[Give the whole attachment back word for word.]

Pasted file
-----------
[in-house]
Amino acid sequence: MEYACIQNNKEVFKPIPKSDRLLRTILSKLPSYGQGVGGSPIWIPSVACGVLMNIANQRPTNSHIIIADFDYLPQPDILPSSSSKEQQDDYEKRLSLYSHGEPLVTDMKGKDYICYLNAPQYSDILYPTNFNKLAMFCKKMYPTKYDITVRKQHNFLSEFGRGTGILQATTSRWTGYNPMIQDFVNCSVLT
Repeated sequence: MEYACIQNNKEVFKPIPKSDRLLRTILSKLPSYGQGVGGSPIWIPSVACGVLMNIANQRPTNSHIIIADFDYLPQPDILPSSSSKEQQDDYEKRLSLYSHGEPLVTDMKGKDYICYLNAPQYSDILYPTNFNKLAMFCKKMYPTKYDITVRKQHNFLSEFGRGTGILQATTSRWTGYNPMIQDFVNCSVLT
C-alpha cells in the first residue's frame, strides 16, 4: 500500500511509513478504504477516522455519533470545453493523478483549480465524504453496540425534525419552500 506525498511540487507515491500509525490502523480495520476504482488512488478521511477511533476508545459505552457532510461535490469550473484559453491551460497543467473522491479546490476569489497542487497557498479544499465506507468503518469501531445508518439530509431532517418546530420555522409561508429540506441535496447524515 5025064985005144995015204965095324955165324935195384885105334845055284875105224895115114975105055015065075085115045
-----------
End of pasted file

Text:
[in-house]
Amino acid sequence: MEYACIQNNKEVFKPIPKSDRLLRTILSKLPSYGQGVGGSPIWIPSVACGVLMNIANQRPTNSHIIIADFDYLPQPDILPSSSSKEQQDDYEKRLSLYSHGEPLVTDMKGKDYICYLNAPQYSDILYPTNFNKLAMFCKKMYPTKYDITVRKQHNFLSEFGRGTGILQATTSRWTGYNPMIQDFVNCSVLT
Repeated sequence: MEYACIQNNKEVFKPIPKSDRLLRTILSKLPSYGQGVGGSPIWIPSVACGVLMNIANQRPTNSHIIIADFDYLPQPDILPSSSSKEQQDDYEKRLSLYSHGEPLVTDMKGKDYICYLNAPQYSDILYPTNFNKLAMFCKKMYPTKYDITVRKQHNFLSEFGRGTGILQATTSRWTGYNPMIQDFVNCSVLT
C-alpha cells in the first residue's frame, strides 16, 4: 500500500511509513478504504477516522455519533470545453493523478483549480465524504453496540425534525419552500 506525498511540487507515491500509525490502523480495520476504482488512488478521511477511533476508545459505552457532510461535490469550473484559453491551460497543467473522491479546490476569489497542487497557498479544499465506507468503518469501531445508518439530509431532517418546530420555522409561508429540506441535496447524515 5025064985005144995015204965095324955165324935195384885105334845055284875105224895115114975105055015065075085115045